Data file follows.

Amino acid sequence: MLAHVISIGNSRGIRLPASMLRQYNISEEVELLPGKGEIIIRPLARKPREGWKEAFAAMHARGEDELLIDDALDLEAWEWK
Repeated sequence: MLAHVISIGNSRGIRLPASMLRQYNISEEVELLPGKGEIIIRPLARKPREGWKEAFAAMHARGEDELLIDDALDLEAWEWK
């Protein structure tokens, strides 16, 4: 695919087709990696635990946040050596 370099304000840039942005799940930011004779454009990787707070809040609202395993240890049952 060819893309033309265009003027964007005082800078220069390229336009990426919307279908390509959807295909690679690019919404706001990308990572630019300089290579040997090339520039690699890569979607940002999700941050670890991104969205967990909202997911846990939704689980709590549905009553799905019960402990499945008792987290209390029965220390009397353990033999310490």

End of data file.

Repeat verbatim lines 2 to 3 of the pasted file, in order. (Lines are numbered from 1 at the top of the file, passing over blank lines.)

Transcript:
Repeated sequence: MLAHVISIGNSRGIRLPASMLRQYNISEEVELLPGKGEIIIRPLARKPREGWKEAFAAMHARGEDELLIDDALDLEAWEWK
């Protein structure tokens, strides 16, 4: 695919087709990696635990946040050596 370099304000840039942005799940930011004779454009990787707070809040609202395993240890049952 060819893309033309265009003027964007005082800078220069390229336009990426919307279908390509959807295909690679690019919404706001990308990572630019300089290579040997090339520039690699890569979607940002999700941050670890991104969205967990909202997911846990939704689980709590549905009553799905019960402990499945008792987290209390029965220390009397353990033999310490």